Oceanic Sharks and Rays Have Declined 70% Since 1970

Fishing fleets have indiscriminately slaughtered sharks for decades and a new study catalogues the environmental damage done

Oceanic whitetip
An oceanic whitetip shark swimming in the open ocean. This species was common in the 1970s but its population has since declined by 98 percent, according to a new study. Thomas Ehrensperger via Wikimedia Commons under CC3.0

Industrialized fishing has remade the world’s oceans, stripping crucial predators from the marine environment in huge numbers. Over the last 50 years, humans have wiped out 71 percent of oceanic sharks and rays, according to new research published this week in the journal Nature.

The true death toll for these vital ocean-going species may be even higher than the dismal figure researchers arrived at, reports Catrin Einhorn for the New York Times. That’s because many of the most severely depleted parts of the ocean had already been ravaged by industrialized fishing fleets for 20 years when the dataset behind the new study begins.

In 1970, when the dataset begins, the oceanic whitetip shark was a common species in the open ocean the world over. When the researchers charted the course the oceanic whitetip’s population took over the intervening decades, they were stunned into silence, reports Tim Vernimmen of National Geographic. This once nearly ubiquitous species had declined by 98 percent, Nicholas Dulvy, co-chair of the International Union for Conservation of Nature’s (IUCN) Shark Specialist Group and one of the study’s authors, tells National Geographic.

New research shows huge decline in oceans' shark and ray populations

There are 31 species of oceanic sharks and rays. Of those, 24 are now threatened with extinction and several, like the oceanic whitetip, are now listed as critically endangered—a conservation classification only one step removed from extinction in the wild.

The study reached its sobering conclusions by meticulously combining some 900 datasets cataloguing the abundance of 18 different oceanic shark and ray species over space and time, according to National Geographic. With computer modelling and factoring in knowledge of the global fishing effort, the team was able to put all this together and reach their grim estimate of how global abundance of these 18 species shifted over time.

Per the Times, this study is the first robust global analysis of this scale.

“The advance here is the very elegant statistical analysis that puts it all together and puts a very firm, very well-justified number on it,” Demian Chapman, a marine biologist at Florida International University who was not involved in the study, tells the Times. “It really helps for communicating the scope of the problem to policymakers. It’s a number they can grasp very easily and realize how bad it is.”

The analysis found that the Indian Ocean is the current epicenter of the decline.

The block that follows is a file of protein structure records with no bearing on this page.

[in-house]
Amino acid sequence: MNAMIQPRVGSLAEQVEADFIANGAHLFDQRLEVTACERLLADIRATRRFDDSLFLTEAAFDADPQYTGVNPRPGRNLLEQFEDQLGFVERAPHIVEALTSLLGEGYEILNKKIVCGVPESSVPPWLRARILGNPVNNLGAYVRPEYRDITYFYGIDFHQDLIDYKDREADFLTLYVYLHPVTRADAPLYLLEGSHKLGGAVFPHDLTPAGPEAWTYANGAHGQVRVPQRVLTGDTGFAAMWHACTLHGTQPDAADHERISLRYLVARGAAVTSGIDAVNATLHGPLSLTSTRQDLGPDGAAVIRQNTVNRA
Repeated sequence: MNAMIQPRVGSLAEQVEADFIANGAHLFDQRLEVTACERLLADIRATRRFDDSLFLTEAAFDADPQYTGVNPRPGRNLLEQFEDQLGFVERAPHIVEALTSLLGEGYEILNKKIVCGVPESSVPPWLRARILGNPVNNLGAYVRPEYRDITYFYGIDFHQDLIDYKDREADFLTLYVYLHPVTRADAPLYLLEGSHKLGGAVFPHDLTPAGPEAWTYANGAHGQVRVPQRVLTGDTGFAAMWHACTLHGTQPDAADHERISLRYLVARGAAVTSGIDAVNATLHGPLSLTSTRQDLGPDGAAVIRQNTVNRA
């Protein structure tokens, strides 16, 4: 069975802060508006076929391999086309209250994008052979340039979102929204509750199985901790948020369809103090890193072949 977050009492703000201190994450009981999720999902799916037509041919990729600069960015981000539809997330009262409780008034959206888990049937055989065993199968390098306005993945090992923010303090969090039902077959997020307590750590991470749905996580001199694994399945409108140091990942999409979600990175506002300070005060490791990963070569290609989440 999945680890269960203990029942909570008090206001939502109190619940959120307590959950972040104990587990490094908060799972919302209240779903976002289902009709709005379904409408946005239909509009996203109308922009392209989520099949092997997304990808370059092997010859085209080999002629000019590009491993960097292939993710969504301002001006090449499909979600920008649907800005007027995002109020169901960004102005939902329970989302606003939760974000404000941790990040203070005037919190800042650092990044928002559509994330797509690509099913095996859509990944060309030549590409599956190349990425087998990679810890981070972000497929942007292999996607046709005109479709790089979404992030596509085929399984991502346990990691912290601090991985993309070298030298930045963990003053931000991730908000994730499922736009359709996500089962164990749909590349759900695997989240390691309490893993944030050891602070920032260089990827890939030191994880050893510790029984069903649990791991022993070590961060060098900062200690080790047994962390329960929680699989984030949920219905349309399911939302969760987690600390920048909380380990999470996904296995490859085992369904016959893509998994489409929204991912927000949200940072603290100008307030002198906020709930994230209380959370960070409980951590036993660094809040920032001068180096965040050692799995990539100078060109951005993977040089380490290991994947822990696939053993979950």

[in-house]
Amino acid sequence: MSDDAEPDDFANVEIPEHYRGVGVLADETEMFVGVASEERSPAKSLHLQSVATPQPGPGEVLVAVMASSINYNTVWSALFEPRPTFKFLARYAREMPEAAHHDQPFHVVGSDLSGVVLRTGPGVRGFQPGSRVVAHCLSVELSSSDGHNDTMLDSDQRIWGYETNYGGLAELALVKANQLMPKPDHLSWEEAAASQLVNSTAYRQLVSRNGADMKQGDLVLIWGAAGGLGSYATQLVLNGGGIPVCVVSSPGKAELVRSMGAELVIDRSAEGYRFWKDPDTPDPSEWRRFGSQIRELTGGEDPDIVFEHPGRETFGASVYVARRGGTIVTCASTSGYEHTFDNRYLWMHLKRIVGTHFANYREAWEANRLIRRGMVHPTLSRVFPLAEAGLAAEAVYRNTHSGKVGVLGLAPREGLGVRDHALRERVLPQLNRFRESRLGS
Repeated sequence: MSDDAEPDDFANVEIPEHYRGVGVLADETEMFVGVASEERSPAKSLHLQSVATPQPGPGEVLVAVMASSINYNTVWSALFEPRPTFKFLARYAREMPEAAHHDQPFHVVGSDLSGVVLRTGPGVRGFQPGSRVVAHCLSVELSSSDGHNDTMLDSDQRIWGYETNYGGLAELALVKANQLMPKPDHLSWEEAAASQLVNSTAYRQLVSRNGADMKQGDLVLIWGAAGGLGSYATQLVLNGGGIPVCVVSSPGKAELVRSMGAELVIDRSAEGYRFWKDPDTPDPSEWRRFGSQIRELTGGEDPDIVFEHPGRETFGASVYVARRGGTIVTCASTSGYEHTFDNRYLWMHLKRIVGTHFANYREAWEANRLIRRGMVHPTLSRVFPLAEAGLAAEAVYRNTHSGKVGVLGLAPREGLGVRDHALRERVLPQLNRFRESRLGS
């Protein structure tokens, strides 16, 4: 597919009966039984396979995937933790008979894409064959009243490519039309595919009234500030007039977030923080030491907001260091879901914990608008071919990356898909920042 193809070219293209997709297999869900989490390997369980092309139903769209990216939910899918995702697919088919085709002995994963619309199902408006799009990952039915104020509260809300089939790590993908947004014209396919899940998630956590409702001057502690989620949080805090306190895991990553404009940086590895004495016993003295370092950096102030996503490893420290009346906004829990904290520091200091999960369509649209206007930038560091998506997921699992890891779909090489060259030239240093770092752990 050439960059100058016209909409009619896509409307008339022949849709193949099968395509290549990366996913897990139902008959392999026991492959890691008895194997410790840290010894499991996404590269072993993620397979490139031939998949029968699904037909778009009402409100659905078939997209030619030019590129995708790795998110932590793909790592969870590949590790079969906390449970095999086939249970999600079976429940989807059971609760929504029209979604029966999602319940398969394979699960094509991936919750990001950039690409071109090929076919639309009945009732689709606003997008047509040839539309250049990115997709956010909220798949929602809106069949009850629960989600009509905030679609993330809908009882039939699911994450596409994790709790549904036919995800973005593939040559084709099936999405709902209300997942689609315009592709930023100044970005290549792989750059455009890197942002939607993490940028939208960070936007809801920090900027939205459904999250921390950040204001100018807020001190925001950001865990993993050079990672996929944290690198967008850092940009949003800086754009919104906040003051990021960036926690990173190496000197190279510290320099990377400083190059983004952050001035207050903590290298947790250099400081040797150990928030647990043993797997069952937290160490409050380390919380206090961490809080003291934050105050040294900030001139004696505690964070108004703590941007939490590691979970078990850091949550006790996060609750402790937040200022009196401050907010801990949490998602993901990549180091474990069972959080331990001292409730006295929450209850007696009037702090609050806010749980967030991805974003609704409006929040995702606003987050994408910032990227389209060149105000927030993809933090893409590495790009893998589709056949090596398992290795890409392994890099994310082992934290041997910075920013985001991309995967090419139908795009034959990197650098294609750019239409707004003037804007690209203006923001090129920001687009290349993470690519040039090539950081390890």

“The Indian Ocean is the worst ocean. There is almost no [fisheries] management at all,” Nathan Pacoureau, a biologist at Simon Fraser University and the study’s lead author, tells Adam Vaughan of New Scientist. Globally, sharks are 18-times more likely to get caught by fishers than they were in 1970.

Losing sharks and rays is a devastating blow to biodiversity in these locations, Cassandra Rigby, a biologist from James Cook University and co-author of the paper, tells Holly Richardson of the Australian Broadcasting Corporation. “They have a key role in marine ecosystems, and if you remove them, their ecosystem starts to shift, and it can have really negative consequences for all fishes in the ocean," she says.

But despite how many sharks and rays the oceans have lost, researchers say hope isn’t lost.

“There are still solutions and hopes,” Pacoureau tells New Scientist, mentioning possible fishing bans for the most endangered shark and ray species as well as catch limits for others.

Bans and stricter regulations have helped protect other species such as the great white shark and the porbeagle, David Sims, a biologist at the University of Southampton who was not involved in the study, tells National Geographic. These two species, which show recovering populations, were among the scant bright spots identified by the study.

But the challenge in this case isn’t identifying what should be done so much as actually doing it. Sharks roam the oceans with little regard for jurisdiction, which makes enforcing even existing rules that might protect them a challenge.

"We can see the alarming consequences of overfishing in the ocean through the dramatic declines of some of its most iconic inhabitants," Pacoureau tells Jessie Yeung of CNN. "It's something policy makers can no longer ignore. Countries should work toward new international shark and ray protections, but can start immediately by fulfilling the obligations already agreed internationally."

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